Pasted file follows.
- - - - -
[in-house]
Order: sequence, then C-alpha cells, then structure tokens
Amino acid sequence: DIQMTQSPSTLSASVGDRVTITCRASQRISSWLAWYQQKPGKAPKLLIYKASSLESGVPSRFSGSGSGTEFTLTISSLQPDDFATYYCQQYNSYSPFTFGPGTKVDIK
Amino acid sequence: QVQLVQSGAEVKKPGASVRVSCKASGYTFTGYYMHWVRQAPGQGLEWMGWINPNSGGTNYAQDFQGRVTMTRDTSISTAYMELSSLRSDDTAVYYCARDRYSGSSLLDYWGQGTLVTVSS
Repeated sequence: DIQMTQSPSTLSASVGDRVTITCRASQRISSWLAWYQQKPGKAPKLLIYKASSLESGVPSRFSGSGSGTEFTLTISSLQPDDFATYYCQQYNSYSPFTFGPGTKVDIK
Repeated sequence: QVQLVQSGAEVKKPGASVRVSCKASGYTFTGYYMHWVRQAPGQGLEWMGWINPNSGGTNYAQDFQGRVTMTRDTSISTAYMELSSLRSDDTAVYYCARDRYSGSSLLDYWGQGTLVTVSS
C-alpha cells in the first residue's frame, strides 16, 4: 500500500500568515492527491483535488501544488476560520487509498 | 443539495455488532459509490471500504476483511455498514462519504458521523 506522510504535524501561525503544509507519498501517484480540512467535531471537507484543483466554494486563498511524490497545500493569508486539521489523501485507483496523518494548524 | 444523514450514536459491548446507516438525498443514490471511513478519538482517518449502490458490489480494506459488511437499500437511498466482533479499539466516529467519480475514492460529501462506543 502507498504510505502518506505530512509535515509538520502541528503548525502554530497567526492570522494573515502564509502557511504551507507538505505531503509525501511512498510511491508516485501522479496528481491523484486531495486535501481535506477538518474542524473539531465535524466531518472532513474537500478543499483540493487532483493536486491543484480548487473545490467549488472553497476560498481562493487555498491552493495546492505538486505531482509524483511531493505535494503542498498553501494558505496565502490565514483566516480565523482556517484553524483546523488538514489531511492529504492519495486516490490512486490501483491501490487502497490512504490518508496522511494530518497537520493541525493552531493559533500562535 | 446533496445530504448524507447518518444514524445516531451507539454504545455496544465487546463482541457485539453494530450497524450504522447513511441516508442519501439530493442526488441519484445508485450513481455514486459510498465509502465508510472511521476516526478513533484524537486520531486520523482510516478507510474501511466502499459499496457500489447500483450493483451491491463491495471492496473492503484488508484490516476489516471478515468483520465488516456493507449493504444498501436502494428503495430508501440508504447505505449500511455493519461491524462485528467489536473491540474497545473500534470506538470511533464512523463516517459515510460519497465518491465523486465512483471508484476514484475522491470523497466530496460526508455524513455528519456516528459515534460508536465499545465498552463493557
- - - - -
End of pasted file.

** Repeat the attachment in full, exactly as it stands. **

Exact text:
[in-house]
Order: sequence, then C-alpha cells, then structure tokens
Amino acid sequence: DIQMTQSPSTLSASVGDRVTITCRASQRISSWLAWYQQKPGKAPKLLIYKASSLESGVPSRFSGSGSGTEFTLTISSLQPDDFATYYCQQYNSYSPFTFGPGTKVDIK
Amino acid sequence: QVQLVQSGAEVKKPGASVRVSCKASGYTFTGYYMHWVRQAPGQGLEWMGWINPNSGGTNYAQDFQGRVTMTRDTSISTAYMELSSLRSDDTAVYYCARDRYSGSSLLDYWGQGTLVTVSS
Repeated sequence: DIQMTQSPSTLSASVGDRVTITCRASQRISSWLAWYQQKPGKAPKLLIYKASSLESGVPSRFSGSGSGTEFTLTISSLQPDDFATYYCQQYNSYSPFTFGPGTKVDIK
Repeated sequence: QVQLVQSGAEVKKPGASVRVSCKASGYTFTGYYMHWVRQAPGQGLEWMGWINPNSGGTNYAQDFQGRVTMTRDTSISTAYMELSSLRSDDTAVYYCARDRYSGSSLLDYWGQGTLVTVSS
C-alpha cells in the first residue's frame, strides 16, 4: 500500500500568515492527491483535488501544488476560520487509498 | 443539495455488532459509490471500504476483511455498514462519504458521523 506522510504535524501561525503544509507519498501517484480540512467535531471537507484543483466554494486563498511524490497545500493569508486539521489523501485507483496523518494548524 | 444523514450514536459491548446507516438525498443514490471511513478519538482517518449502490458490489480494506459488511437499500437511498466482533479499539466516529467519480475514492460529501462506543 502507498504510505502518506505530512509535515509538520502541528503548525502554530497567526492570522494573515502564509502557511504551507507538505505531503509525501511512498510511491508516485501522479496528481491523484486531495486535501481535506477538518474542524473539531465535524466531518472532513474537500478543499483540493487532483493536486491543484480548487473545490467549488472553497476560498481562493487555498491552493495546492505538486505531482509524483511531493505535494503542498498553501494558505496565502490565514483566516480565523482556517484553524483546523488538514489531511492529504492519495486516490490512486490501483491501490487502497490512504490518508496522511494530518497537520493541525493552531493559533500562535 | 446533496445530504448524507447518518444514524445516531451507539454504545455496544465487546463482541457485539453494530450497524450504522447513511441516508442519501439530493442526488441519484445508485450513481455514486459510498465509502465508510472511521476516526478513533484524537486520531486520523482510516478507510474501511466502499459499496457500489447500483450493483451491491463491495471492496473492503484488508484490516476489516471478515468483520465488516456493507449493504444498501436502494428503495430508501440508504447505505449500511455493519461491524462485528467489536473491540474497545473500534470506538470511533464512523463516517459515510460519497465518491465523486465512483471508484476514484475522491470523497466530496460526508455524513455528519456516528459515534460508536465499545465498552463493557